A common idea in the health space is that there is a ‘valley of death’, basically a time of particular challenge for NGOs to get funding. This is somewhere between seed grants and being established enough to, for example, get governmental or large foundation funding. We have noticed this trend as well and even though we are not largely worried about longer term funding as we have interest from larger-scale funders, we expect they will take considerable time to evaluate and grant funding. Some funders have a specific number of years you have to be registered (often three) or a certain fairly large minimum budget before they accept applications. Filling this gap and allowing organisations to cross the bridge between being an early and more established organisation seems like a uniquely impactful way to donate for effective altruists, particularly those interested in health or policy.

If anyone is interested in supporting LEEP, here’s how you can help:

Feedback

We always value feedback and suggestions, especially from EA-minded thinkers and at this early stage. Please feel free to post your questions or comments below or reach out to us at contact@leadelimination.org.

Advisors

Specifically, we are currently looking to connect with experts involved in policy or advocacy in Zimbabwe, Botswana, or Mali who could provide guidance for our approach in these counties. We are also keen to speak to advisors who have done policy work in a remote context.

Funding 

Although we have funding to continue operations at a minimum scale thanks to generous donors in the EA community we think short-term unrestricted funding will be our main barrier to scaling in the next 24 months. We have an unfilled funding gap of ~$200,000 for Year 2. Filling half of this funding gap would allow us to conduct activities in three target countries, while filling the entire gap would allow us to scale-up to two further target countries. We would love to be in contact with any donors who might be interested in supporting LEEP. You can donate here or email us at jack@leadelimination.org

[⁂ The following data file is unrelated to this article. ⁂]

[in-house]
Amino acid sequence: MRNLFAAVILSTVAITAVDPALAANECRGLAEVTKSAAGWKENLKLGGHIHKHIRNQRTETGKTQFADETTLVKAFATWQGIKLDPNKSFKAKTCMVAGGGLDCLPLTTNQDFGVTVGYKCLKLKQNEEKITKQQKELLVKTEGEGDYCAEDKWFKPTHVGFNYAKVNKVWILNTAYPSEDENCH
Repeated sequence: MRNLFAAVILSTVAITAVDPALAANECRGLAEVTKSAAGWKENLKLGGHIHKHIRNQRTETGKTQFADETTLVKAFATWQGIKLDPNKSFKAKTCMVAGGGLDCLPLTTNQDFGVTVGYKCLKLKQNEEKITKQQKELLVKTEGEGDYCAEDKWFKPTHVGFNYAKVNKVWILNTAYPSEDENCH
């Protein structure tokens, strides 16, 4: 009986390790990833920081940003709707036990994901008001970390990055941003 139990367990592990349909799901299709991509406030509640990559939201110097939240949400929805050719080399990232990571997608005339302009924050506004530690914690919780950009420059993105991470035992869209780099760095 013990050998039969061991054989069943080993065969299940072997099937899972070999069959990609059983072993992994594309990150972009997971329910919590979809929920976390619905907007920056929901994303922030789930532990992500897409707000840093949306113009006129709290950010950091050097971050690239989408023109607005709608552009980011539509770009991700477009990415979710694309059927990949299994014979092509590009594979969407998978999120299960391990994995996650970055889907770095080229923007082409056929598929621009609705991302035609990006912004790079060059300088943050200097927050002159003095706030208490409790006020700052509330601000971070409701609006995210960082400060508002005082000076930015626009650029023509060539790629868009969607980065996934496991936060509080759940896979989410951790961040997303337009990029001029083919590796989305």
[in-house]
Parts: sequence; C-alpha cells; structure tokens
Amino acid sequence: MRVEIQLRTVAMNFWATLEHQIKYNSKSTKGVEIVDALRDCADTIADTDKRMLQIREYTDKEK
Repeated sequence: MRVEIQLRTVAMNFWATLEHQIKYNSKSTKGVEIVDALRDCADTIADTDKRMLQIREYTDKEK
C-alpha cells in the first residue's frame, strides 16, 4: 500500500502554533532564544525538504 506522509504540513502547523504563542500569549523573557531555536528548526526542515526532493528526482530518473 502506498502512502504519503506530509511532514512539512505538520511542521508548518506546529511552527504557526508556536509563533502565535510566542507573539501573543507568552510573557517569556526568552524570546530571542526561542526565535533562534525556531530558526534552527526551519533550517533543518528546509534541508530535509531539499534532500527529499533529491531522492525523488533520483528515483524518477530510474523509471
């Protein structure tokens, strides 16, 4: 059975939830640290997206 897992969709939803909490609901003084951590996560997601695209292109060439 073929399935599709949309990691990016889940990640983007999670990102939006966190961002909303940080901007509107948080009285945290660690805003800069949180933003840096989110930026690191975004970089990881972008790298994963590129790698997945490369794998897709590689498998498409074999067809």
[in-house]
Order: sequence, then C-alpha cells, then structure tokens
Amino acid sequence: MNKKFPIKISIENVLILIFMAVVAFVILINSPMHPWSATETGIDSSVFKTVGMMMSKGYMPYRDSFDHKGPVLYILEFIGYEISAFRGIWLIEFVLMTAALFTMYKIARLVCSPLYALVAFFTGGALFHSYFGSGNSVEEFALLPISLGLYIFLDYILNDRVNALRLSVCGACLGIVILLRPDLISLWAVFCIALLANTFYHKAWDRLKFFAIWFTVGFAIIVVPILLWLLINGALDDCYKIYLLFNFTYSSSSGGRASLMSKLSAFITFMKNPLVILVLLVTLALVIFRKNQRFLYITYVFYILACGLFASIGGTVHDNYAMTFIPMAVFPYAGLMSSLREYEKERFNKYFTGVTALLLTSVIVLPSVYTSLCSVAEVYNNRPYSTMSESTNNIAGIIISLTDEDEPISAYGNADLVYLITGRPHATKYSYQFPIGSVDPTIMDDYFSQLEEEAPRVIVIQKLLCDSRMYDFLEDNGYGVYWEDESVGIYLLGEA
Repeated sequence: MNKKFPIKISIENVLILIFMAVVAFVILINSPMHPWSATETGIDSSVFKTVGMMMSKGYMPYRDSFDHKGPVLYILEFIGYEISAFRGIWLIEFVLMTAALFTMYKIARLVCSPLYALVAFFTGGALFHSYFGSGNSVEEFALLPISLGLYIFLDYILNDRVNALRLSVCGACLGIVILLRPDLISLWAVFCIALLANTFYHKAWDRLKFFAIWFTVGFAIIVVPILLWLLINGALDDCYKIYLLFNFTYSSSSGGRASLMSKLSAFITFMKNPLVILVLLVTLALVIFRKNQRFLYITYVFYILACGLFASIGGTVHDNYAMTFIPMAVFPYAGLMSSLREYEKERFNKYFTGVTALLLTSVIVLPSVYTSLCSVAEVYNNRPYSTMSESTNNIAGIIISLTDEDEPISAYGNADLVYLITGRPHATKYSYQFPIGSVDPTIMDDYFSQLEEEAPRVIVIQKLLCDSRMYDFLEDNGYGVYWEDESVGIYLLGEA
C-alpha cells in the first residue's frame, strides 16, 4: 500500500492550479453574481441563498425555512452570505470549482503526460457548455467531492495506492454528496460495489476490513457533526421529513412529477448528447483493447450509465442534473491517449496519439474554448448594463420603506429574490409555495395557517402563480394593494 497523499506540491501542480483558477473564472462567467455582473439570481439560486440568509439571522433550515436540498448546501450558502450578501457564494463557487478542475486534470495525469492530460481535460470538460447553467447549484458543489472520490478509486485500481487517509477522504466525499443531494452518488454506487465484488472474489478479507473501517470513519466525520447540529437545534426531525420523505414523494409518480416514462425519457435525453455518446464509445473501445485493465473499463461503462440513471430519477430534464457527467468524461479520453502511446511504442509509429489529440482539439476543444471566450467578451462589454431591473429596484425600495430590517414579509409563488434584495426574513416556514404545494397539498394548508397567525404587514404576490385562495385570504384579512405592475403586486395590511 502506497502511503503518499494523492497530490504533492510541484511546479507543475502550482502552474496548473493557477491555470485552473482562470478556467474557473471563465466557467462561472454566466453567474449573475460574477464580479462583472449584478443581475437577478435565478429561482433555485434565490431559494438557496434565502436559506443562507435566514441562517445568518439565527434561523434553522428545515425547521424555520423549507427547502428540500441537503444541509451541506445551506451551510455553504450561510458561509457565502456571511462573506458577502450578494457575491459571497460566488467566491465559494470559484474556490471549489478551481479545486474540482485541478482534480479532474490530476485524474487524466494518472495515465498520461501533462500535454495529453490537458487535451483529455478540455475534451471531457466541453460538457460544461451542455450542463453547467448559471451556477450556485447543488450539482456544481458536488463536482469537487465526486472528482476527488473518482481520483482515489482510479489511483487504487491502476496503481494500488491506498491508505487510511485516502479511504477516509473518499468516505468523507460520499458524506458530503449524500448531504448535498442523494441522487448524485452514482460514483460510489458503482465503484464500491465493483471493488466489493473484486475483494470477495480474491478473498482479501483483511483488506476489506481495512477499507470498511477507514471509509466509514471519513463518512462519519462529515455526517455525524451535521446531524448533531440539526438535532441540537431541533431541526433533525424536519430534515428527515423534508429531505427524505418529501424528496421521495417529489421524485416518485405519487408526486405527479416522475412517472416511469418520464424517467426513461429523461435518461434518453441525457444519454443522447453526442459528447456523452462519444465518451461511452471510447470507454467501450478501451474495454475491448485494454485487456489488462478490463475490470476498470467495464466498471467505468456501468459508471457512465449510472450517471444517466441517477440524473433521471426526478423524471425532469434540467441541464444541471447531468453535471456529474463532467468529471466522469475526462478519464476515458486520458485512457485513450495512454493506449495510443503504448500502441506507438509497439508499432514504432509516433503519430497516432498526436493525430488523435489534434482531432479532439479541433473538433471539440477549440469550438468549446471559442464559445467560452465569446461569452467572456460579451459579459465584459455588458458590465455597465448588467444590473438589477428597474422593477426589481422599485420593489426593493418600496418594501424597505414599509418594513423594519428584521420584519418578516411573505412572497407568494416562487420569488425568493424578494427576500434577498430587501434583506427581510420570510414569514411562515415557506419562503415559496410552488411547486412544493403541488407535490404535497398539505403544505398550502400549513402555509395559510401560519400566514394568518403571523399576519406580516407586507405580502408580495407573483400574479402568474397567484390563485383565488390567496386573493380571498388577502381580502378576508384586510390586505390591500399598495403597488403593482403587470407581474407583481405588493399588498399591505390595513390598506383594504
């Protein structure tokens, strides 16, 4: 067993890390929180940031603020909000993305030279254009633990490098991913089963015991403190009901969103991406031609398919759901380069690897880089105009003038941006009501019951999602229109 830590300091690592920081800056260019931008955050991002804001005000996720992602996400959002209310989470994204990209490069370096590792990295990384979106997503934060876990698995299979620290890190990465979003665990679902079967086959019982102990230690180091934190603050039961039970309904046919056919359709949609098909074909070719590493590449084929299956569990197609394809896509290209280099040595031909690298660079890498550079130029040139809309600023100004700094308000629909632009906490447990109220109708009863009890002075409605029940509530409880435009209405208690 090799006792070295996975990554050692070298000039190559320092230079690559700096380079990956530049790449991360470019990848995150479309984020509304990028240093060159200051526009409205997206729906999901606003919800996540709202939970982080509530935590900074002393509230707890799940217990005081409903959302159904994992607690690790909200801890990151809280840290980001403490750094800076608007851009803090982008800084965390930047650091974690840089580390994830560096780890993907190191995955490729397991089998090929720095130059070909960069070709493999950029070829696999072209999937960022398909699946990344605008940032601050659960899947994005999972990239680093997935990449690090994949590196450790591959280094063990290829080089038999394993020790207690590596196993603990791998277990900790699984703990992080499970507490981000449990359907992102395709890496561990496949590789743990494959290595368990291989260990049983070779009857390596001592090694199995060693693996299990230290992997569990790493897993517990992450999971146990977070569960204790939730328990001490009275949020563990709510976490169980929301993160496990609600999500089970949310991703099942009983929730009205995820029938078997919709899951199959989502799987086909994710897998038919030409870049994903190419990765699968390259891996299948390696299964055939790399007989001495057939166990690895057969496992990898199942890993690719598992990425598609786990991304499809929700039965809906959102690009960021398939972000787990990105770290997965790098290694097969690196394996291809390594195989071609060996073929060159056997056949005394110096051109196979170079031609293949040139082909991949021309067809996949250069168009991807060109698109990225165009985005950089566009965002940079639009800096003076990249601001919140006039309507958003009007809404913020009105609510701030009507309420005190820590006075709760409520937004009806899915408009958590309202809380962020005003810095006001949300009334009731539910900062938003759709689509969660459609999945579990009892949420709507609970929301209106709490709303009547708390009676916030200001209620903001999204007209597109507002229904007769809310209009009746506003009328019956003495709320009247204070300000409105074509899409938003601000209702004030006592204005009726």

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6 comments, sorted by Highlighting new comments since Today at 5:07 AM
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This is so awesome! Glad that things have gotten off to such a promising start! Thank you for the clear and thoughtful write-up :)

Thanks so much Jamie!

Congratulations on your success, and thanks for writing this up so clearly!

Thanks Larks! Glad you enjoyed it!

Thanks for writing this up! Really helpful to hear about your experiences with governments, and it's cool that you've been able to make so much progress.

Wow, really well done! Thanks for doing great work :)